By AnnaMaria Andriotis
Mortgage rates hit an all-time low today, but experts say home buyers won’t necessarily see additional savings.
According to data released today by Freddie Mac, the average rate on a 30-year fixed-rate mortgage dropped below 4% for the first time, to 3.94%. Lower mortgage rates, of course, should theoretically translate into bigger savings for borrowers, but some experts say they still aren’t getting the lowest rates possible. For example, the lowest rate offered by LendingTree’s network of mortgage lenders is 3.5% on a 30-year mortgage, but the average rate actually given to their borrowers is 4.28% — nearly the widest spread since the firm starting tracking the data in February 2010. On a $300,000 30-year mortgage, the monthly payments end up costing around $134 more, or roughly an extra $48,000 in interest payments over the life of the loan.
As we’ve previously reported, most lenders aren’t keen on giving the lowest mortgage rates largely because they don’t need to. There’s still plenty of demand for refinancing given the low rates. On top of that, they say lowering rates too low could lead to extra business they can’t handle now, given the industry’s downsizing since the housing crisis. This week, Bank of America, for example, told SmartMoney.com it’s looking to make mortgages, but not at any cost.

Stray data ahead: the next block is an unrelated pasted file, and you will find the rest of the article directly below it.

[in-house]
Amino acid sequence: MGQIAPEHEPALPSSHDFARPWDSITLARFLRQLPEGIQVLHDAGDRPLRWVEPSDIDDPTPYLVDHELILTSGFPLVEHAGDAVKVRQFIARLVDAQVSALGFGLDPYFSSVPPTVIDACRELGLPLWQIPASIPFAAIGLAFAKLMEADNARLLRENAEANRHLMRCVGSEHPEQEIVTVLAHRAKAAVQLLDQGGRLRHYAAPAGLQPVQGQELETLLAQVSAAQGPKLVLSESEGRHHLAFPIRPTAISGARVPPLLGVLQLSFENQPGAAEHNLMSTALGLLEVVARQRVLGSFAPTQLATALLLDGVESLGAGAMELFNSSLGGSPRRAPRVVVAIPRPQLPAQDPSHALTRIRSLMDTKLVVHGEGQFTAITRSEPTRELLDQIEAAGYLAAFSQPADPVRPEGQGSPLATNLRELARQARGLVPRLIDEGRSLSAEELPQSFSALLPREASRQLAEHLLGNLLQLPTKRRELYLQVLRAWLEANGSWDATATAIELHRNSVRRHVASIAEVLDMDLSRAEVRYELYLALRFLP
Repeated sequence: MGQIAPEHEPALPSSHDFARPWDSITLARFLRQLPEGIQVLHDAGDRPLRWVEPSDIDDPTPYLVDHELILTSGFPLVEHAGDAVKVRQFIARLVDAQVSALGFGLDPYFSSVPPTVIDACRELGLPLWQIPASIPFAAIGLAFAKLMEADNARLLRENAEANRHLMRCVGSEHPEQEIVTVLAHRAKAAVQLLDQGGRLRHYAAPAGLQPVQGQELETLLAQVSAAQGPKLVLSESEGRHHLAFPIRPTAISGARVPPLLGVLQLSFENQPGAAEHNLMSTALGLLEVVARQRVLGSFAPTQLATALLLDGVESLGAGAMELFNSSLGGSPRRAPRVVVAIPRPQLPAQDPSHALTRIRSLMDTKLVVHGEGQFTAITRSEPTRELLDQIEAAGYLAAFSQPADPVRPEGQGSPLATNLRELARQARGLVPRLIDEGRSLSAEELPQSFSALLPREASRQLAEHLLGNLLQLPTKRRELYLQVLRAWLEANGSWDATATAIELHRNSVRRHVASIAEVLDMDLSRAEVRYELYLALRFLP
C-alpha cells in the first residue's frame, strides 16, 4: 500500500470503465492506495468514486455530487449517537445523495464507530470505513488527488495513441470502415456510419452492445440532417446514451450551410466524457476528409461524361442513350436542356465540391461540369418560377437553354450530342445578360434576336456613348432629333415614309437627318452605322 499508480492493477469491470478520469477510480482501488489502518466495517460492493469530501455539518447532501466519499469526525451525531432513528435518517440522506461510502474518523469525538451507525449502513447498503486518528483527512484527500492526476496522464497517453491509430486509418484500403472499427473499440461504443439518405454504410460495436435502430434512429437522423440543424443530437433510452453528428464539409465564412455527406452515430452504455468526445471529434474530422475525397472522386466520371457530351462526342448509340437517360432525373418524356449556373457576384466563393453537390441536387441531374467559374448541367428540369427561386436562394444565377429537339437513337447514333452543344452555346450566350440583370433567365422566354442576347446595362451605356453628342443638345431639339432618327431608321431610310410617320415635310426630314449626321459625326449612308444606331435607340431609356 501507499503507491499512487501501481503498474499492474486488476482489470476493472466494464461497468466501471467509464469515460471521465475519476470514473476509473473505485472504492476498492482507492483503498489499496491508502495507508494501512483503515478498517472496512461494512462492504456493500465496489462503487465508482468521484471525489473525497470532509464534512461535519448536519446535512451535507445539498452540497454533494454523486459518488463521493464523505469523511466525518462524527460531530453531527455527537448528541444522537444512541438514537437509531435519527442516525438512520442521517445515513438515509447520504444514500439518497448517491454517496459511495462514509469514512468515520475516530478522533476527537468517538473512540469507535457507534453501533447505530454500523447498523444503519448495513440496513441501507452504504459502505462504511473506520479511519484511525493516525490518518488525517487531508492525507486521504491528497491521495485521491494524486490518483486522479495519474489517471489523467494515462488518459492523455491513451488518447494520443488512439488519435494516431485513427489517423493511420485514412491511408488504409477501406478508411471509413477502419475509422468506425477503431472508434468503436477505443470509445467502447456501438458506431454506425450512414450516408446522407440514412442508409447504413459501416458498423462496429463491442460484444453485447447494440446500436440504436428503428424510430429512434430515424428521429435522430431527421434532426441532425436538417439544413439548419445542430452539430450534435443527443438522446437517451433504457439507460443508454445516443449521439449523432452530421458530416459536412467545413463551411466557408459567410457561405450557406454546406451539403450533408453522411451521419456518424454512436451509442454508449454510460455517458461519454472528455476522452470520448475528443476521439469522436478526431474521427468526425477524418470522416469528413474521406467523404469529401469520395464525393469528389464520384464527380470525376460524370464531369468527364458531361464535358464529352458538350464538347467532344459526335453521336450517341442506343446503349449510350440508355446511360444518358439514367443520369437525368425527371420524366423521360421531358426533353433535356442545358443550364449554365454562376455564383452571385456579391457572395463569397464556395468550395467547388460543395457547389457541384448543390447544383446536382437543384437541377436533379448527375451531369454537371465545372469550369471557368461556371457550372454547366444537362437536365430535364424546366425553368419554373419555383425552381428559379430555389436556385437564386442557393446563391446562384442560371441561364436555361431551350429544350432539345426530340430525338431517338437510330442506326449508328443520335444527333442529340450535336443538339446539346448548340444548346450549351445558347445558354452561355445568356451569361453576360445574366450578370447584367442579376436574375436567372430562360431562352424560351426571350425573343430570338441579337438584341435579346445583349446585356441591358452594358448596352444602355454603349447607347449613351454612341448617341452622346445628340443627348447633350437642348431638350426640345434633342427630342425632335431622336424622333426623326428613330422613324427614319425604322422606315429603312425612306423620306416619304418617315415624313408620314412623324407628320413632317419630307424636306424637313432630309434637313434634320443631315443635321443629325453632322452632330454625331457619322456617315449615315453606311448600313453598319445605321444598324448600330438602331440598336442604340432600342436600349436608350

Separately, lenders haven’t loosened their tight requirements for those lower mortgage rates. The best rates are given to borrowers who have high credit scores, sizeable down payments and low debt levels – a small demographic group given the current economy and sinking home values.
Even as mortgage rates drop, the housing market is likely to remain tepid, says Jack McCabe, an independent housing analyst in Deerfield Beach, Fla. After all, mortgage rates have been hovering near historic lows for months and yet home sales haven’t budged, he says. As long as home values continue to drop and foreclosures increase, says McCabe, it will take more than super-low mortgage rates to jumpstart the housing market.